Germany orders Volkswagen to fix cars with deceptive software
by Associated Press
FRANKFURTOct 16, 2015 - 12:00 am GMT+3
by Associated Press
Oct 16, 2015 12:00 am
Crisis-hit Volkswagen's troubles worsen, as Germany's transport authority has ordered a mandatory recall of all 2.4 million Volkswagen cars in the country fitted with software that gave them the ability to evade diesel emissions testing, officials said on Thursday. Transport Minister Alexander Dobrindt said Volkswagen would have to present replacement software for certain cars that have a 2.0 liter diesel engine this month and begin fitting vehicles with them next year. The Motor Transport Authority, which answers to Dobrindt's ministry, rejected a Volkswagen proposal for a voluntary recall. Dobrindt refrained from publicly criticizing Volkswagen, saying cooperation with the German automaker was "extraordinarily good."
He indicated that the recall may last through 2016 because vehicles fitted with smaller 1.6 liter diesel engines will require physical adjustments rather than just a software update. Those hardware changes, which may not be ready before September 2016, will determine the timeline, he said.
The company recently disclosed the existence of further suspect software in 2016 diesel models. Dobrindt said additional tests were under way that would include examining emissions outside the lab.
Asked about German media reports that more than two dozen Volkswagen managers had been suspended by the company amid signs that knowledge of the defeat devices was widespread, Dobrindt said his ministry had "no information about who decided where, when at Volkswagen about the use of such software." Volkswagen has said that some managers had been suspended, but said the report Wednesday of up to 30 "lacks any basis."
Meanhile, the recently named head of Volkswagen's North American business has left the company before taking up his new job adding disruption as the company faces a scandal over rigging the results of emissions testing of its diesel vehicles. It means that one of the company's most experienced managers will not be coming to lead the company's response in the United States as it faces possible heavy fines from the Environmental Protection Agency. Volkswagen's Skoda division made the announcement about its chairman, Winfried Vahland, in a news release on Wednesday.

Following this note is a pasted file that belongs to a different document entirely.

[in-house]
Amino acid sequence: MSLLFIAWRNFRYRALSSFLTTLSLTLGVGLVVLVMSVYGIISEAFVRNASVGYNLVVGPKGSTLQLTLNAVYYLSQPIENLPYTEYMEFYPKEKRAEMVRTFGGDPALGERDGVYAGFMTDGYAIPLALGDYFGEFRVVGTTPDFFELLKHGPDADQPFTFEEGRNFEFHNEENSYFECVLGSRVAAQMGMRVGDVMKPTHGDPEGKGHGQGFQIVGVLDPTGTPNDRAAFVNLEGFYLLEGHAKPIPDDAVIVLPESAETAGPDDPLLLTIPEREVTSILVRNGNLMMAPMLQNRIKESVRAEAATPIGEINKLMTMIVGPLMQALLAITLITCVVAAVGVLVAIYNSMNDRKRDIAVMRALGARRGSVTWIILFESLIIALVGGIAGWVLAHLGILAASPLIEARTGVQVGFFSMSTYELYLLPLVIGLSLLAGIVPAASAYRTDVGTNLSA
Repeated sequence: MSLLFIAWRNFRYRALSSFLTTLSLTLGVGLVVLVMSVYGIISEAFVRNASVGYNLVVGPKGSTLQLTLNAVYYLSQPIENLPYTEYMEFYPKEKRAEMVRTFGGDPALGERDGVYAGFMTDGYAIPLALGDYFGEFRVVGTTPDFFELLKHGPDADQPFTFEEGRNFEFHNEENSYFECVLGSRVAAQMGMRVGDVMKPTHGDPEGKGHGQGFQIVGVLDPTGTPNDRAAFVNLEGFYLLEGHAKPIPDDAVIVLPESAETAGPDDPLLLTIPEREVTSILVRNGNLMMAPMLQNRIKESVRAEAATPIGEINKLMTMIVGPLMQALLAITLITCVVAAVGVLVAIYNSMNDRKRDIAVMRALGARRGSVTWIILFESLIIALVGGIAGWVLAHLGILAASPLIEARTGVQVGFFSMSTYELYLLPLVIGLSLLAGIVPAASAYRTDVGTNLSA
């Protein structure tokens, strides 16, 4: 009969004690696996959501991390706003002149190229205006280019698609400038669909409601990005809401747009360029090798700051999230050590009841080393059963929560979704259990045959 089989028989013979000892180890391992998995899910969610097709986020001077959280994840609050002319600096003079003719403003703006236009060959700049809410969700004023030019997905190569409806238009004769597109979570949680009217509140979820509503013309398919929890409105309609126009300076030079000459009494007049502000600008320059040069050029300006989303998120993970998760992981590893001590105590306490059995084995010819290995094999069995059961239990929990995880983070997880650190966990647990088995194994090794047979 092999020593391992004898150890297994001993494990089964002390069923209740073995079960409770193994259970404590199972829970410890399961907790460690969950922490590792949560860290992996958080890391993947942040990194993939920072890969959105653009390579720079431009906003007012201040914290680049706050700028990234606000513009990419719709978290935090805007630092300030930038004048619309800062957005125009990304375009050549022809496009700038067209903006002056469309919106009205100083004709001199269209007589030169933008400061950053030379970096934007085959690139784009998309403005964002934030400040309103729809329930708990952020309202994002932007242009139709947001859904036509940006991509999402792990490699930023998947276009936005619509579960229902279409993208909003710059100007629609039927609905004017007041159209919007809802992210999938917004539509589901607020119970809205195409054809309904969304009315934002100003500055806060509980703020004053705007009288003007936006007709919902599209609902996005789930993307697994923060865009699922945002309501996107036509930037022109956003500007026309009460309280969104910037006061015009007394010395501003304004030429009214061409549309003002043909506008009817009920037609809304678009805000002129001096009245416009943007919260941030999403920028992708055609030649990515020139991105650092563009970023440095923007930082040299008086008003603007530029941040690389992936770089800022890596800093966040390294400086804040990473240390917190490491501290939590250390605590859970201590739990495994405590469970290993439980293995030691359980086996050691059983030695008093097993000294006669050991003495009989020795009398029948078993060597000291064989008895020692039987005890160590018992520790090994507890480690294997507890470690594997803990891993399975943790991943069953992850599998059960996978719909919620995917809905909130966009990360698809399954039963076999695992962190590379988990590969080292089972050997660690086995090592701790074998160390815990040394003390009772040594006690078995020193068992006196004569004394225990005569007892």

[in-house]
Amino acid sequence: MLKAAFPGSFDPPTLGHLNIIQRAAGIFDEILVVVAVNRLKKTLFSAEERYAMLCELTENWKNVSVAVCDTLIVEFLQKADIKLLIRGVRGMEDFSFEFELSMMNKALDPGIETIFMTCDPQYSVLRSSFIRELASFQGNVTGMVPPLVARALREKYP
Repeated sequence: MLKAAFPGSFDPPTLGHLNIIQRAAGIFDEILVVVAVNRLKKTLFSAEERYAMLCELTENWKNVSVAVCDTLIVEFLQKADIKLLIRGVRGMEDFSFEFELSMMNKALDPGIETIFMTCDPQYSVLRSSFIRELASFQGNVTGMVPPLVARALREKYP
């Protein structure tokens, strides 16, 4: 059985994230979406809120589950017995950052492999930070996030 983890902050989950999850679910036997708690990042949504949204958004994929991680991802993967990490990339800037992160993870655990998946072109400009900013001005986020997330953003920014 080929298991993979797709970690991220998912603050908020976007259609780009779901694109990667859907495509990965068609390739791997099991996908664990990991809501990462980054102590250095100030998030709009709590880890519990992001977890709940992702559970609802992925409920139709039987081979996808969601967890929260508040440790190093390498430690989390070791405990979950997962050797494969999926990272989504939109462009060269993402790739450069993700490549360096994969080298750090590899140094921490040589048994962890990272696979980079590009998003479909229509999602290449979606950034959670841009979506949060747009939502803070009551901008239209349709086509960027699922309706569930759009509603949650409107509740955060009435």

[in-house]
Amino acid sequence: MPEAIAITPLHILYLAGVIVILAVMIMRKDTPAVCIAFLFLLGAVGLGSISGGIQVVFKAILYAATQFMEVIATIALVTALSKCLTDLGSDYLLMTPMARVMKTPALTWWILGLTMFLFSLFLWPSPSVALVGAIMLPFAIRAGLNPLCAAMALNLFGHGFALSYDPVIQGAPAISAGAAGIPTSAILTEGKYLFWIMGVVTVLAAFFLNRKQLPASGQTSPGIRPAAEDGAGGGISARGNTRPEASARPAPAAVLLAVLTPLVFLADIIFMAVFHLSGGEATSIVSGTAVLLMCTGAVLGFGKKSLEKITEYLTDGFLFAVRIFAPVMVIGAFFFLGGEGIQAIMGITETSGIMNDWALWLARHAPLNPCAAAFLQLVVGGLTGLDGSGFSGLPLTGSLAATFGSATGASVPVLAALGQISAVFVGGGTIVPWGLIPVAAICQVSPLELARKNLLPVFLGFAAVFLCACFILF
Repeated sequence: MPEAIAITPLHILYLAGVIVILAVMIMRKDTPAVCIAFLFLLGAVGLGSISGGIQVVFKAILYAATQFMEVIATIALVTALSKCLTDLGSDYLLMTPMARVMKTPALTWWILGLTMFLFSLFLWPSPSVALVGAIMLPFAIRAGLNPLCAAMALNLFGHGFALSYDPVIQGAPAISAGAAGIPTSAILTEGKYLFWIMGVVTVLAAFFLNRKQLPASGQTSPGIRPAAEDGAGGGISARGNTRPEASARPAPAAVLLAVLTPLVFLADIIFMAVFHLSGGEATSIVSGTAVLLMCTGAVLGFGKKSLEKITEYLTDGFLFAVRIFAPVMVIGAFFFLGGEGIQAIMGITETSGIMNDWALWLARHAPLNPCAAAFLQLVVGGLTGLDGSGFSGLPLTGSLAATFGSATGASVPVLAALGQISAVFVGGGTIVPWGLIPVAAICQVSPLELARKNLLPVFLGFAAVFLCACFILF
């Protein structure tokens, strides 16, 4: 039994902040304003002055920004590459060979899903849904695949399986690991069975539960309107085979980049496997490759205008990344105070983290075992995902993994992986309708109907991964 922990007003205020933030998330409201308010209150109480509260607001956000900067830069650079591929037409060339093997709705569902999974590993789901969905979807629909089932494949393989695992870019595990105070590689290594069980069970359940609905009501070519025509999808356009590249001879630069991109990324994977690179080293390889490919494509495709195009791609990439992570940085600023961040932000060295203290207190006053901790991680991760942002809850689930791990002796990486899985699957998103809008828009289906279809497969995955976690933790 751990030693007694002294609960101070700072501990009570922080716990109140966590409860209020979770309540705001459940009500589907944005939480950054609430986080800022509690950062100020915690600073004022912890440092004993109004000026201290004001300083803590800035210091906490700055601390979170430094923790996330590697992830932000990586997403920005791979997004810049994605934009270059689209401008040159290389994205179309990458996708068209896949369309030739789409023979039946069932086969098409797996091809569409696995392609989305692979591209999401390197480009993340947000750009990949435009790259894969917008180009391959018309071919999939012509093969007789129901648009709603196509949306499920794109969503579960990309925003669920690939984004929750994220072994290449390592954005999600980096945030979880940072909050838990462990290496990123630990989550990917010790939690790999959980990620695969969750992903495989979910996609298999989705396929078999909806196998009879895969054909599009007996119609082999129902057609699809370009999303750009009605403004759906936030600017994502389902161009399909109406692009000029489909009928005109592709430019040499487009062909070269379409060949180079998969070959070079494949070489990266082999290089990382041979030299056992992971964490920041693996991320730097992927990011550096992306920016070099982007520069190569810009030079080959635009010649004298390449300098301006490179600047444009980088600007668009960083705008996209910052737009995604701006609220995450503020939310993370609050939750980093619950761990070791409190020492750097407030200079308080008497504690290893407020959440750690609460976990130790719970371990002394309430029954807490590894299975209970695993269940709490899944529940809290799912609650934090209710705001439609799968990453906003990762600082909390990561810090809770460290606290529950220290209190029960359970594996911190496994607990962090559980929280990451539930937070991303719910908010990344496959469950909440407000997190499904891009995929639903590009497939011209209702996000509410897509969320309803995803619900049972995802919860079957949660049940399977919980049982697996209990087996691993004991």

The release said that Vahland will not be moving to take over his new position carrying overall responsibility for North America because of "differing views on the organization of the new group region." It said his decision to quit was not related to the scandal over the diesel engines.
On Sept. 24, Volkswagen announced a reorganization of its North American operations that put Vahland the former head of VW's crucial China business over country executives including Volkswagen's U.S. chief, Michael Horn. The announcement came the same day Volkswagen named Matthias Mueller as CEO after Martin Winterkorn stepped down from the job. VW had said Horn would remain as president and CEO of Volkswagen Group of America, but its U.S., Canada and Mexico markets would be "combined and significantly strengthened" to form a new "North America region" led by Vahland. Skoda, based in the Czech Republic, is one of VW's brands, which also include Audi, SEAT, Lamborghini and Bentley.